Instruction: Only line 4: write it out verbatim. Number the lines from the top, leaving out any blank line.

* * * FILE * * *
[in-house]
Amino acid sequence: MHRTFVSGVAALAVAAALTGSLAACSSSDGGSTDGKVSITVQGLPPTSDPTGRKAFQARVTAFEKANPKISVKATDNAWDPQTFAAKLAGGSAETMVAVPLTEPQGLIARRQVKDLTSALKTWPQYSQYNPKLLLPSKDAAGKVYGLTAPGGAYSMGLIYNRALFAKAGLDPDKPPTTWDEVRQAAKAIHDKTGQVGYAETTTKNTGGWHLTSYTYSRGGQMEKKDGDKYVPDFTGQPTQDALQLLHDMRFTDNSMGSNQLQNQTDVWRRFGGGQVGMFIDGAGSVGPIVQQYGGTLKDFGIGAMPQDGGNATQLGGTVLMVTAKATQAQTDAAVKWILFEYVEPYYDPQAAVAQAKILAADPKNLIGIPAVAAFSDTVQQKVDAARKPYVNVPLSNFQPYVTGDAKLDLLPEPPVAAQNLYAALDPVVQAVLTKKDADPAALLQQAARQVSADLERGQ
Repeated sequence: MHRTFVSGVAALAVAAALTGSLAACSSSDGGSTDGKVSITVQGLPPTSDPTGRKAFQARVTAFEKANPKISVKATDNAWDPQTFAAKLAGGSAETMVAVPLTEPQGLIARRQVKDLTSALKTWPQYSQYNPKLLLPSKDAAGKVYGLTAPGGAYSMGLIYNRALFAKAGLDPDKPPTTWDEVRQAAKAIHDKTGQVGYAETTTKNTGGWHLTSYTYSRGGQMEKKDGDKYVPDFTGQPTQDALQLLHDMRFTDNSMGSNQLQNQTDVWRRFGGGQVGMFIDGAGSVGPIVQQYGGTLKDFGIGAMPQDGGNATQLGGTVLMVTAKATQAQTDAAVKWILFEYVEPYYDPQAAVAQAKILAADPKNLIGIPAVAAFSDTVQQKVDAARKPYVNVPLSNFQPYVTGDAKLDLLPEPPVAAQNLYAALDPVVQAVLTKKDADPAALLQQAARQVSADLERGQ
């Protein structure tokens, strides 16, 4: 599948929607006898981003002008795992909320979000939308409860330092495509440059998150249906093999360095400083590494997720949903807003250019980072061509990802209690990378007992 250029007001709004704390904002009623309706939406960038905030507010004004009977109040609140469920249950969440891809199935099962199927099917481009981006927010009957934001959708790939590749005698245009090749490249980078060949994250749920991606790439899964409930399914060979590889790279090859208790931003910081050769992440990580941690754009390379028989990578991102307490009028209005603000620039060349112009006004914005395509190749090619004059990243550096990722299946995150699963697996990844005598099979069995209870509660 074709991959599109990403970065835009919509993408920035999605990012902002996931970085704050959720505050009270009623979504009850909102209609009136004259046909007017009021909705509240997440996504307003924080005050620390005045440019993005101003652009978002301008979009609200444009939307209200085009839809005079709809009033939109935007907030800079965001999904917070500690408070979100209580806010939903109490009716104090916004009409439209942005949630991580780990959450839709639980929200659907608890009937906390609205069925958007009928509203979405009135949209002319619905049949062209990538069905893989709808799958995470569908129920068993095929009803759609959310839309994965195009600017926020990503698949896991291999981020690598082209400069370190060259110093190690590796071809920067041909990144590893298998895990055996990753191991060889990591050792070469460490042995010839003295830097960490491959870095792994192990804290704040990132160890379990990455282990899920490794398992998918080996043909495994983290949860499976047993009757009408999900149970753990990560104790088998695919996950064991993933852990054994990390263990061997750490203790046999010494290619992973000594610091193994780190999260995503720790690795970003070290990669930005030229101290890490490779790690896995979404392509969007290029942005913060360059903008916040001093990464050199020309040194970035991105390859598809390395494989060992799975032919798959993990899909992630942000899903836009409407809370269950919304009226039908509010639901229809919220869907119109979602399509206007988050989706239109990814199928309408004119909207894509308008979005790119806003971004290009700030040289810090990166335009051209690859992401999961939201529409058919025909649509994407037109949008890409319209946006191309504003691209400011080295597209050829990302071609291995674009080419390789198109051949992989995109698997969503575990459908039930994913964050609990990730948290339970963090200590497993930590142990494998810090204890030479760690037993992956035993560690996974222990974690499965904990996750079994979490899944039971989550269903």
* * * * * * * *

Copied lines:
């Protein structure tokens, strides 16, 4: 599948929607006898981003002008795992909320979000939308409860330092495509440059998150249906093999360095400083590494997720949903807003250019980072061509990802209690990378007992 250029007001709004704390904002009623309706939406960038905030507010004004009977109040609140469920249950969440891809199935099962199927099917481009981006927010009957934001959708790939590749005698245009090749490249980078060949994250749920991606790439899964409930399914060979590889790279090859208790931003910081050769992440990580941690754009390379028989990578991102307490009028209005603000620039060349112009006004914005395509190749090619004059990243550096990722299946995150699963697996990844005598099979069995209870509660 074709991959599109990403970065835009919509993408920035999605990012902002996931970085704050959720505050009270009623979504009850909102209609009136004259046909007017009021909705509240997440996504307003924080005050620390005045440019993005101003652009978002301008979009609200444009939307209200085009839809005079709809009033939109935007907030800079965001999904917070500690408070979100209580806010939903109490009716104090916004009409439209942005949630991580780990959450839709639980929200659907608890009937906390609205069925958007009928509203979405009135949209002319619905049949062209990538069905893989709808799958995470569908129920068993095929009803759609959310839309994965195009600017926020990503698949896991291999981020690598082209400069370190060259110093190690590796071809920067041909990144590893298998895990055996990753191991060889990591050792070469460490042995010839003295830097960490491959870095792994192990804290704040990132160890379990990455282990899920490794398992998918080996043909495994983290949860499976047993009757009408999900149970753990990560104790088998695919996950064991993933852990054994990390263990061997750490203790046999010494290619992973000594610091193994780190999260995503720790690795970003070290990669930005030229101290890490490779790690896995979404392509969007290029942005913060360059903008916040001093990464050199020309040194970035991105390859598809390395494989060992799975032919798959993990899909992630942000899903836009409407809370269950919304009226039908509010639901229809919220869907119109979602399509206007988050989706239109990814199928309408004119909207894509308008979005790119806003971004290009700030040289810090990166335009051209690859992401999961939201529409058919025909649509994407037109949008890409319209946006191309504003691209400011080295597209050829990302071609291995674009080419390789198109051949992989995109698997969503575990459908039930994913964050609990990730948290339970963090200590497993930590142990494998810090204890030479760690037993992956035993560690996974222990974690499965904990996750079994979490899944039971989550269903």